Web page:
15 June 2022 In General Health

BACKGROUND: Risk genes linked to the development of gout have been identified, and lifestyle factors are related to gout risk. It remains unclear whether healthy lifestyle factors can mitigate the genetic risk of gout. Therefore, we aimed to explore whether and to what extent a healthy lifestyle can mitigate the risk of gout related to genetic factors.

METHODS: Within the UK Biobank, 416,481 gout-free participants (aged 37-74) were identified at baseline. Polygenic risk for gout was assessed and categorized as low (lowest tertile), middle (tertile 2), and high (highest tertile). Healthy lifestyle factors included no/moderate alcohol consumption, no smoking, physical activity, and a healthy diet. Participants were categorized into three groups according to their number of healthy lifestyle factors: unfavorable (0 or 1), intermediate (any 2), and favorable (3 or 4). Data were analyzed using Cox proportional hazard models.

RESULTS: Over the follow-up (median: 12.1 years), 6206 participants developed gout. Compared to low genetic risk, the hazard ratios (HRs) and 95% confidence intervals (CIs) of gout was 1.44 (1.35-1.54) for middle and 1.77 (1.66-1.89) for high genetic risk. The HRs (95% CIs) of gout were 0.63 (0.59-0.67) for a favorable lifestyle and 0.79 (0.75-0.85) for an intermediate lifestyle, compared to an unfavorable lifestyle. In joint effect analysis, compared to participants with low genetic predisposition and a favorable lifestyle, the HRs (95% CIs) of gout were 2.39 (2.12-2.70)/3.12 (2.79-3.52) in those with middle and high genetic predisposition plus unfavorable lifestyle profiles, and 1.53 (1.35-1.74)/1.98 (1.75-2.24) for those with middle and high genetic predisposition plus favorable lifestyle profiles, respectively. Moreover, compared to an unfavorable lifestyle, the HRs of gout related to a favorable lifestyle was 0.64 (95% CI, 0.56-0.73) for low genetic risk, 0.65 (95% CI, 0.58-0.72) for middle genetic risk, and 0.62 (95% CI, 0.57-0.69) for high genetic risk. There was a significant additive interaction between unfavorable lifestyle and high genetic risk on gout.

CONCLUSIONS: Healthy lifestyle was associated with a lower risk of gout and may attenuate the risk of gout related to genetic factors by almost a third.

28 April 2022 In General Health

This work aimed to relate alcohol consumption with adherence to the Mediterranean diet (MD) and with food neophobia (FN) among Italian and Spanish university students. Volunteers (n = 194, 108 Italian and 86 Spanish), recruited at the La Sapienza University of Rome and the Catholic University of Murcia, filled in standardized questionnaires to evaluate alcohol consumption (AUDIT), FN (FN Scale: FNS), and adherence to the MD (MDS-14, MED-55, QueMD).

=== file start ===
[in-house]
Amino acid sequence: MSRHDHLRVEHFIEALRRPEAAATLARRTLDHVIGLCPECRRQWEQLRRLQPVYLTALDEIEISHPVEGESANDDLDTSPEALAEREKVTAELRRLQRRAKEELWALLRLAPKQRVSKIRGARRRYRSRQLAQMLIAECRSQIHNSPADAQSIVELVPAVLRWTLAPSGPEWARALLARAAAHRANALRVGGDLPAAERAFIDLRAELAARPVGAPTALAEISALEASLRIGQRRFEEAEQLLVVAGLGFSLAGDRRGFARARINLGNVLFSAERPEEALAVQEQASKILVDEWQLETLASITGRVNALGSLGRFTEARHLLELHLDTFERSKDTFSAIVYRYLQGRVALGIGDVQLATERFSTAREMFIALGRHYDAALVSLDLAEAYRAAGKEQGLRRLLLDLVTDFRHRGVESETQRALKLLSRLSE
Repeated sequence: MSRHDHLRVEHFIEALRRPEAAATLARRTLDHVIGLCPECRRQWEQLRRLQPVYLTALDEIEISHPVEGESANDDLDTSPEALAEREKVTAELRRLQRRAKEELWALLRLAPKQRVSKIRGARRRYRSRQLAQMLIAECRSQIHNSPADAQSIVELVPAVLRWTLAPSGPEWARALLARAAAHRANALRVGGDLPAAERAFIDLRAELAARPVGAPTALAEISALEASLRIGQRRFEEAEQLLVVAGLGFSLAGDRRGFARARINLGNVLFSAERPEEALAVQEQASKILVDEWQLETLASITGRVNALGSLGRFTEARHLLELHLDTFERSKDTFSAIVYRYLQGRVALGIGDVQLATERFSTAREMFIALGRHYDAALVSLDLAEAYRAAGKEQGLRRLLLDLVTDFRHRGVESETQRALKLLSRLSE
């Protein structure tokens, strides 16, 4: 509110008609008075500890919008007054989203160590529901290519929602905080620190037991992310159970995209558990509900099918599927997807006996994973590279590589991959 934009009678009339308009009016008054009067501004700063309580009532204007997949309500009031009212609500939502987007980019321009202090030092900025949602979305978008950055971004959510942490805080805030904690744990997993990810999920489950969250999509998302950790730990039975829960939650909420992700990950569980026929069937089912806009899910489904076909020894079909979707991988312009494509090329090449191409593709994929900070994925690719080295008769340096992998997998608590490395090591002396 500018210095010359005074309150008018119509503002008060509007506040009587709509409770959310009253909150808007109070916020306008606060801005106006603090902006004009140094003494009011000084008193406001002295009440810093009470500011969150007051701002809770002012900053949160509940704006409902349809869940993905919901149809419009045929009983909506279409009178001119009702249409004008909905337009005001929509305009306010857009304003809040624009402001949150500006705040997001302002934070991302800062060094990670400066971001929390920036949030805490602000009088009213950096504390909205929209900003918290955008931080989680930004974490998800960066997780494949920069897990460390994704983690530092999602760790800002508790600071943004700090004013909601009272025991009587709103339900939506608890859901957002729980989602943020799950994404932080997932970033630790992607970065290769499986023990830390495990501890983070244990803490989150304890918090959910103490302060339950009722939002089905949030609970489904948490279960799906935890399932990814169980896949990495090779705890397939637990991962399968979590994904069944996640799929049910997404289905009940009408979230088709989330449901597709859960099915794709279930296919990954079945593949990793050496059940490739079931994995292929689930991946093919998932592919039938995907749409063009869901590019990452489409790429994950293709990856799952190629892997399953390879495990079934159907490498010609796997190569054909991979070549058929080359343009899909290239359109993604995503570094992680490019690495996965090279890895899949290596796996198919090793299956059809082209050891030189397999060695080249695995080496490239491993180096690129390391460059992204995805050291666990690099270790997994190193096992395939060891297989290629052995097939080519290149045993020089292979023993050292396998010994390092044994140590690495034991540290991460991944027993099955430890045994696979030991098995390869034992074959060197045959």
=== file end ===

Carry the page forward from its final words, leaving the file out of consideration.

In addition to the previously reported QueMD sub-score (aMED), a sub-score for non-typical MD foods (ntMED, carbonated and/or sugar-sweetened beverages (soft drinks), butter, margarine, or cooking cream, and manufactured sweets, pastries, and cakes) was evaluated. Italian females had higher MED-55 and FNS scores, and a lower AUDIT score than Spaniards (p < 0.01). Students who stayed with their family (resident) were more adherent to MD than those who moved away from home. Resident Italians consumed less beer, hard liquors, and cocktails than Spaniards on Saturday nights (p < 0.01).

There were negative correlations between AUDIT and QueMD (R squared: 0.137, p < 0.05), and AUDIT and ntMED (R squared: 0.201, p < 0.01) in Spaniards, however, there was no relationship between AUDIT and other MD scores. In conclusion, this pilot study suggests that non-typical MD foods and Saturday night consumptions, related to being far from home, have a great impact on alcohol consumption.

28 April 2022 In General Health
BACKGROUND AND AIMS: Alcohol consumption is a major threat to global health. The aim of the present study was to explore the association between alcohol consumption and chronic kidney disease (CKD) in a Chinese population. METHODS AND RESULTS: A total of 4664 participants, aged >/=18 years, who participated in a baseline alcohol survey in 1997 and were followed up in 2009 of the China Health and Nutrition Survey (CHNS), were recruited in the current study. Data on alcohol consumption was obtained using standardized questionnaires, with CKD (defined as eGFR
28 April 2022 In General Health

Alcohol exposure, and particularly chronic heavy drinking, affects all components of the adaptive immune system. Studies both in humans and in animal models determined that chronic alcohol abuse reduces the number of peripheral T cells, disrupts the balance between different T-cell types, influences T-cell activation, impairs T-cell functioning, and promotes T-cell apoptosis.

Chronic alcohol exposure also seems to cause loss of peripheral B cells, while simultaneously inducing increased production of immunoglobulins. In particular, the levels of antibodies against liver-specific autoantigens are increased in patients with alcoholic liver disease and may promote alcohol-related liver damage. Finally, chronic alcohol exposure in utero interferes with normal T-cell and B-cell development, which may increase the risk of infections during both childhood and adulthood.

Alcohol's impact on T cells and B cells increases the risk of infections (e.g., pneumonia, HIV infection, hepatitis C virus infection, and tuberculosis), impairs responses to vaccinations against such infections, exacerbates cancer risk, and interferes with delayed-type hypersensitivity. In contrast to these deleterious effects of heavy alcohol exposure, moderate alcohol consumption may have beneficial effects on the adaptive immune system, including improved responses to vaccination and infection. The molecular mechanisms underlying ethanol's impact on the adaptive immune system remain poorly understood.

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